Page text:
Yesterday NYPD commissioner Ray Kelly shrugged off calls for an investigation into the NYPD's ticket quotas, telling reporters, he didn't "see any problem" with two 77th Precinct memos obtained by the Daily News that itemized how many moving violations officers need to hand out in a week. "We have productivity goals, just like your job does, just like any job does," Kelly said yesterday. In light of that, today ABC 7 points us to an incident that was caught on tape last month in Crown Heights, when three men conversing outside a residence at 10 p.m. were stopped by what appear to be rookie cops, ordered to disperse, and then issued summonses for blocking pedestrian traffic.

Police Harrasing Bochurim from CrownHeights.info on Vimeo.

The sidewalk was virtually empty at the time of the incident, but that didn't stop four eager young officers from approaching the three college students and demanding to see I.D. The trio were chatting on Carroll Street, on the corner of Kingston Avenue, outside a building housing predominantly Jewish residents. Despite the fact that one of the men lived in the building, and they were initially "standing on private property, inside the building's plaza and not on the sidewalk," they were each issued summons.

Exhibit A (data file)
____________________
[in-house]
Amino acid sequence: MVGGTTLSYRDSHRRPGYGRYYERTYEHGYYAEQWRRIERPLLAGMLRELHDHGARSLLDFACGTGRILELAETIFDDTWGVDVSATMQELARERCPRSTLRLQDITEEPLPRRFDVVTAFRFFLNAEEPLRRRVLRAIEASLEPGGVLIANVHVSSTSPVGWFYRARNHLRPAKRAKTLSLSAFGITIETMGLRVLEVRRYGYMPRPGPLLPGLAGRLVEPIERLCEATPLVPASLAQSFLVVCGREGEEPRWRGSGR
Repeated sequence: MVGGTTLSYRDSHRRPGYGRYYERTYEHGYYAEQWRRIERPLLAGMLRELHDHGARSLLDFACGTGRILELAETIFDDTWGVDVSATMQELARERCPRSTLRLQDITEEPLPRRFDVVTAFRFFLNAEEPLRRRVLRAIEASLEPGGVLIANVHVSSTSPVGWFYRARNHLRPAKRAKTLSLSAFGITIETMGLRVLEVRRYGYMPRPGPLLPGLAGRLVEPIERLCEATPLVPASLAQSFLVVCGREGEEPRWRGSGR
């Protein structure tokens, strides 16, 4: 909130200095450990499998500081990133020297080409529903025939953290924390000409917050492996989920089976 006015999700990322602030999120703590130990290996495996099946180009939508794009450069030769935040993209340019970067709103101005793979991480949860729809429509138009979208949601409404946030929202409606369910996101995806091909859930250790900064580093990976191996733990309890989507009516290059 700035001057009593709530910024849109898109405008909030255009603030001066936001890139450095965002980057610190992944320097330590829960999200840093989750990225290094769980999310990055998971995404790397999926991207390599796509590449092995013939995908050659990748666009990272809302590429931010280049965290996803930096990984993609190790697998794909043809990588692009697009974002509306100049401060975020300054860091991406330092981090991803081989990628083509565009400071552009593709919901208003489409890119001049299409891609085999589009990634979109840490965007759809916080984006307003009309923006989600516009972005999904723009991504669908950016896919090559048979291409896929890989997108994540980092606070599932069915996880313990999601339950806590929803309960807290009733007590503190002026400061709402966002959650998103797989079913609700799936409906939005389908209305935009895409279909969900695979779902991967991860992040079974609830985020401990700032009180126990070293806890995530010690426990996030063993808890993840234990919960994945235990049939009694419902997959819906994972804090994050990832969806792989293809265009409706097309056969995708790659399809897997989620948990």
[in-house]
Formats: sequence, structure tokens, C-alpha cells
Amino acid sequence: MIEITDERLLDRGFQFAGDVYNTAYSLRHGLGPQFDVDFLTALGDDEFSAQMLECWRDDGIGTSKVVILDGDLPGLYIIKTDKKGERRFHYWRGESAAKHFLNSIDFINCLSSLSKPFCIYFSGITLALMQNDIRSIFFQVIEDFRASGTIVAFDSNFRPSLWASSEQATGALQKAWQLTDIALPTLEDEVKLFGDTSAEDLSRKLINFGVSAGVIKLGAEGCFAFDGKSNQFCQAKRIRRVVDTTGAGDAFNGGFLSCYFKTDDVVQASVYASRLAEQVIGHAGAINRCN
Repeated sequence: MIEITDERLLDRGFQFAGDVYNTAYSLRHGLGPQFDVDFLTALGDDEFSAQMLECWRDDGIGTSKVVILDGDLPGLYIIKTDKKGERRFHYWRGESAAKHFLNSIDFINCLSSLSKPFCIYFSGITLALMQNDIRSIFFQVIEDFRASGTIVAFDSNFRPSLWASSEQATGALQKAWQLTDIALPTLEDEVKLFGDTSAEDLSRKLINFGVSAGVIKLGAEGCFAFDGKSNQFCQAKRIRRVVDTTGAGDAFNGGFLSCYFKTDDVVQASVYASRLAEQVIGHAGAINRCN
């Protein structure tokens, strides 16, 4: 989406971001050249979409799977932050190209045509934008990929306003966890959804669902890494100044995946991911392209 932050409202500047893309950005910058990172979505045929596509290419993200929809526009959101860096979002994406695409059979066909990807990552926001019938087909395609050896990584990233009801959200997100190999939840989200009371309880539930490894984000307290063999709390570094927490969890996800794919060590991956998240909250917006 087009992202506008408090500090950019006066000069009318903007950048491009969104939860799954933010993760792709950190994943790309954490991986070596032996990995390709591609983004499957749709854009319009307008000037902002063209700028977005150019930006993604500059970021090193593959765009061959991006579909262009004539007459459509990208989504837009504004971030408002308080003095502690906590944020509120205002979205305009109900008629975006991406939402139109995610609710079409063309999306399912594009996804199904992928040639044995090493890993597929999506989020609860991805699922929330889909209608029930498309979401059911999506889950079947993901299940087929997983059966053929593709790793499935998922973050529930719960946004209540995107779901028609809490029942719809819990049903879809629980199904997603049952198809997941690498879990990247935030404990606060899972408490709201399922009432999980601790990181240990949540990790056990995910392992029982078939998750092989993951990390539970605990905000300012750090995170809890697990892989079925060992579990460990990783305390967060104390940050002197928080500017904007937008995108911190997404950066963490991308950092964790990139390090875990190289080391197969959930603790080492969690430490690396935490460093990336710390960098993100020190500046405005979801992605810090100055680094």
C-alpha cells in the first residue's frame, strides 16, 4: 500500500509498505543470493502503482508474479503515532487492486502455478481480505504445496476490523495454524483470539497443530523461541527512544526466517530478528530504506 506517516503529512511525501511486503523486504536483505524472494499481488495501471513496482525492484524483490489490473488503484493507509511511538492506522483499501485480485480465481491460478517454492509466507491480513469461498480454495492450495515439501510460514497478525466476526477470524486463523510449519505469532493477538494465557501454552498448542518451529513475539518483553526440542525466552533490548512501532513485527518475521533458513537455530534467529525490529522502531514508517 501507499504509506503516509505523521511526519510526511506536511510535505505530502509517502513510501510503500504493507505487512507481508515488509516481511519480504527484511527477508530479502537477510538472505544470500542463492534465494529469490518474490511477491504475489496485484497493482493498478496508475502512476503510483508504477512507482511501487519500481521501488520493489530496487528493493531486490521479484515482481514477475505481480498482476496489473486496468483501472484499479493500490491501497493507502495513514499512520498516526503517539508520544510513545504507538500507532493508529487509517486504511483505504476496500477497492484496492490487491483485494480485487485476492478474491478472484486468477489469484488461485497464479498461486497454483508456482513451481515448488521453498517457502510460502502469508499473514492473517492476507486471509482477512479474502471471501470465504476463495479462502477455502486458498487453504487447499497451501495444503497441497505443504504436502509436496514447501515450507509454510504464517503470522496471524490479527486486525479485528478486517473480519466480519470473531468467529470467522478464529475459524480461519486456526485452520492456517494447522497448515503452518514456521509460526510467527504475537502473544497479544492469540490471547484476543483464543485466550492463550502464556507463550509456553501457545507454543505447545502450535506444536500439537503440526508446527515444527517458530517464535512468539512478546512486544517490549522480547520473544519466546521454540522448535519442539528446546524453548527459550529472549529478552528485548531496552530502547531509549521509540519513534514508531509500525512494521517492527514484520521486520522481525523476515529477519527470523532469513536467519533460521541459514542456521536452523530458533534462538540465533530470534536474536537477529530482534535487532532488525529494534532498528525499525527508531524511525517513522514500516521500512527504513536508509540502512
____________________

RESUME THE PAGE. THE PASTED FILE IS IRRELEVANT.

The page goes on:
Also infuriating: CrownHeights.info reports that "one of the officers got into a confrontation with a CrownHeights.info photographer. He demanded that he stop taking pictures and leave the scene. The photographer explained to the officer that he was standing on private property and the officer had no right to tell him what to do." Yosef Bergovoy, one of the Sidewalk Three, tells ABC, "During the hour of detainment, we asked we're standing on the sidewalk, we're standing on private property, what's the problem, who are we disturbing? I don't think we did anything wrong on any level so I was just surprised about it, even a little bit frightened that one day you could be standing talking to a friend and just randomly you have to go to court."

Fighting such a summons can result in victory for the accused, but at the cost of taking a day off work and standing on a long line at the courthouse. The NYPD says the three men "were making a lot of noise and causing pedestrians to go around them into the street." But witnesses insist that's false, and the incident all too neatly dovetails with what we heard on the secret tapes of NYPD supervisors during roll call. "I want a ghost town; I want to hear an echo from one end of the street to the other,"said one supervisor at the 41st Precinct in the Bronx. "You understand, that's what I want in a perfect world. So that's your mission. You guys need collars, you need activity, there you go, they got to be removed."